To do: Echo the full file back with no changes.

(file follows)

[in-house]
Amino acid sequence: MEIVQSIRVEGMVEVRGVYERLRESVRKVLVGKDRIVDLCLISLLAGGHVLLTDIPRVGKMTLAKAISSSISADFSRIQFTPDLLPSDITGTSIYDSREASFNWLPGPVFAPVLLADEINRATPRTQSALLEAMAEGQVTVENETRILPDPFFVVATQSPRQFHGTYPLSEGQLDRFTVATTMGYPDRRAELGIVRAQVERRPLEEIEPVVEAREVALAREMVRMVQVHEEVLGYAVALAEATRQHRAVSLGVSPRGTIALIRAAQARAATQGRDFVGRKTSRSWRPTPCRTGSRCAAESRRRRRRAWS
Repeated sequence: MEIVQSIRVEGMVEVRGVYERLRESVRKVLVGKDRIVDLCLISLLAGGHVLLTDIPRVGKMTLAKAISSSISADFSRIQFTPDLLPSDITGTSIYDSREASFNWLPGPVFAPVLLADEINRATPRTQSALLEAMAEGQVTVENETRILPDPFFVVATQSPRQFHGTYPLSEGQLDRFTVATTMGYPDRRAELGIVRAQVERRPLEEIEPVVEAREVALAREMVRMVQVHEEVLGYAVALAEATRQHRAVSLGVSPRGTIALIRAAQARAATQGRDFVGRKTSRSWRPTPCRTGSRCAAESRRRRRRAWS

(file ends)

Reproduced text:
[in-house]
Amino acid sequence: MEIVQSIRVEGMVEVRGVYERLRESVRKVLVGKDRIVDLCLISLLAGGHVLLTDIPRVGKMTLAKAISSSISADFSRIQFTPDLLPSDITGTSIYDSREASFNWLPGPVFAPVLLADEINRATPRTQSALLEAMAEGQVTVENETRILPDPFFVVATQSPRQFHGTYPLSEGQLDRFTVATTMGYPDRRAELGIVRAQVERRPLEEIEPVVEAREVALAREMVRMVQVHEEVLGYAVALAEATRQHRAVSLGVSPRGTIALIRAAQARAATQGRDFVGRKTSRSWRPTPCRTGSRCAAESRRRRRRAWS
Repeated sequence: MEIVQSIRVEGMVEVRGVYERLRESVRKVLVGKDRIVDLCLISLLAGGHVLLTDIPRVGKMTLAKAISSSISADFSRIQFTPDLLPSDITGTSIYDSREASFNWLPGPVFAPVLLADEINRATPRTQSALLEAMAEGQVTVENETRILPDPFFVVATQSPRQFHGTYPLSEGQLDRFTVATTMGYPDRRAELGIVRAQVERRPLEEIEPVVEAREVALAREMVRMVQVHEEVLGYAVALAEATRQHRAVSLGVSPRGTIALIRAAQARAATQGRDFVGRKTSRSWRPTPCRTGSRCAAESRRRRRRAWS